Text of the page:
• ha ha
    Just more ammo for the opponents to a commuter tax. Indy can find money to hand out to private business interests but can't find money to handle basic services...
  • Just because you build it
    Lee, just because you build those doesn't mean they will be used. You have to change people's habits. There is already free access to those type of places. Let's get to the point where those parks, trails, and green spaces are over used then look to build more. Until then, if they aren't utilizing them now, then they probably won't utilize the new ones.
  • more parks, green space, and trails
    So with the lack of parks in central Indiana, we keep doing this. We are one of the unhealthiest cities in the country and would rather build apartment buildings and parking than having parks, trails, recreational facilities sorely needed for the many couch potatoes and video gaming potatoes.
  • Why?
    Does it make sense to subsidize a private developer building a project for yuppies and hipsters when the near north and near east sides of Indy are becoming war zones?Why not reserve the bond issue for a developer willing to take some risk and spend $30 million on a project on 38th Street or East Washington?
  • Great to see.
    About time we have some finality to the debate--looking forward to what this will do to further enhance living in Broad Ripple!

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  1. You are correct that Obamacare requires health insurance policies to include richer benefits and protects patients who get sick. That's what I was getting at when I wrote above, "That’s because Obamacare required insurers to take all customers, regardless of their health status, and also established a floor on how skimpy the benefits paid for by health plans could be." I think it's vital to know exactly how much the essential health benefits are costing over previous policies. Unless we know the cost of the law, we can't do a cost-benefit analysis. Taxes were raised in order to offset a 31% rise in health insurance premiums, an increase that paid for richer benefits. Are those richer benefits worth that much or not? That's the question we need to answer. This study at least gets us started on doing so.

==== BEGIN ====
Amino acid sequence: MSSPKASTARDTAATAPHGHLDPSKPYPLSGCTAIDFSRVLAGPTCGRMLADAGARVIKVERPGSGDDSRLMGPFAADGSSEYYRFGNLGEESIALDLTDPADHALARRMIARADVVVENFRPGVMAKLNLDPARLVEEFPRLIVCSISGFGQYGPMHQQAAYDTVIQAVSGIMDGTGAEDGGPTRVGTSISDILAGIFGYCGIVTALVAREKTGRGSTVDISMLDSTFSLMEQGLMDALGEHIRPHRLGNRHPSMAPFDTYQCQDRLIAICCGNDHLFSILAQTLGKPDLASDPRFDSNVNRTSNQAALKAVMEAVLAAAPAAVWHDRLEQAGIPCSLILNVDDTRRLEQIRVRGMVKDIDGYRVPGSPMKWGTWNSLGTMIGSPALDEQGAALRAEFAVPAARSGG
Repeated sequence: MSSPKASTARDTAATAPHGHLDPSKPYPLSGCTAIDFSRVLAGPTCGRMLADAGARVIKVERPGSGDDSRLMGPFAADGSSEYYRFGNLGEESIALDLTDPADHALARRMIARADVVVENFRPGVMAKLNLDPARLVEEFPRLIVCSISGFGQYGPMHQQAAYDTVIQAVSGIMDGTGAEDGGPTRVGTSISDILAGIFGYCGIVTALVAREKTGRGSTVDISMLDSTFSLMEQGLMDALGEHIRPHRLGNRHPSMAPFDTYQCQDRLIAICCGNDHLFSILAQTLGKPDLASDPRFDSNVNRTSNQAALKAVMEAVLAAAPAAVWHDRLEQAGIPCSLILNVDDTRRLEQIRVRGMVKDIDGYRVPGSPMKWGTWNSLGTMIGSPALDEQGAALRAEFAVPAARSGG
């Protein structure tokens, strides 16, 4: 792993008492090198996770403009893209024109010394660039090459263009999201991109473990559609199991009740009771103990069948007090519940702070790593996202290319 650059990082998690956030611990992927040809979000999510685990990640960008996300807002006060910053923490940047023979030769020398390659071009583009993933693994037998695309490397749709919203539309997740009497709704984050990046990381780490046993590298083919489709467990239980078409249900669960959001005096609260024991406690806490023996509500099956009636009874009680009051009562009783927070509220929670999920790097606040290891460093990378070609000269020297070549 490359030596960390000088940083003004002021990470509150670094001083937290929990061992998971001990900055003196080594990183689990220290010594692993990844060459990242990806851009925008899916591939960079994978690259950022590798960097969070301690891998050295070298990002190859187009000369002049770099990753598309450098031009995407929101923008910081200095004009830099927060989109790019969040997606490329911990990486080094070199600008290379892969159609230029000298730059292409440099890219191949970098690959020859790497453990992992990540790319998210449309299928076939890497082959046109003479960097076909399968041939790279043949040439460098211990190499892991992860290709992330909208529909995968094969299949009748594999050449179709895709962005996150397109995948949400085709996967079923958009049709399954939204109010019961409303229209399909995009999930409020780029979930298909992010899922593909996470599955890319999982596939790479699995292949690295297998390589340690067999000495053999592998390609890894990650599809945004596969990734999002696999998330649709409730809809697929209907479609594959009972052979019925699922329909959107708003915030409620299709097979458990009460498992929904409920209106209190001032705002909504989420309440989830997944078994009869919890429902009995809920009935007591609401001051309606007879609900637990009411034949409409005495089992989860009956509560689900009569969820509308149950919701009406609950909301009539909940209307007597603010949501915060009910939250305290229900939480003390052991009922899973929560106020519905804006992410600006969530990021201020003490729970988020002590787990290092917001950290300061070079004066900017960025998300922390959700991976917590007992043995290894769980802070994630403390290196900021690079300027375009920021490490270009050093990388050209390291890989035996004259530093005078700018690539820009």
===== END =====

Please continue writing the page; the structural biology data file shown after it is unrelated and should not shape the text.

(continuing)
2. *5 employees per floor. Either way its ridiculous.

  3. Jim, thanks for always ready my stuff and providing thoughtful comments. I am sure that someone more familiar with research design and methods could take issue with Kowalski's study. I thought it was of considerable value, however, because so far we have been crediting Obamacare for all the gains in coverage and all price increases, neither of which is entirely fair. This is at least a rigorous attempt to sort things out. Maybe a quixotic attempt, but it's one of the first ones I've seen try to do it in a sophisticated way.

  4. In addition to rewriting history, the paper (or at least your summary of it) ignores that Obamacare policies now must provide "essential health benefits". Maybe Mr Wall has always been insured in a group plan but even group plans had holes you could drive a truck through, like the Colts defensive line last night. Individual plans were even worse. So, when you come up with a study that factors that in, let me know, otherwise the numbers are garbage.

  5. You guys are absolutely right: Cummins should build a massive 80-story high rise, and give each employee 5 floors. Or, I suppose they could always rent out the top floors if they wanted, since downtown office space is bursting at the seams (http://www.ibj.com/article?articleId=49481).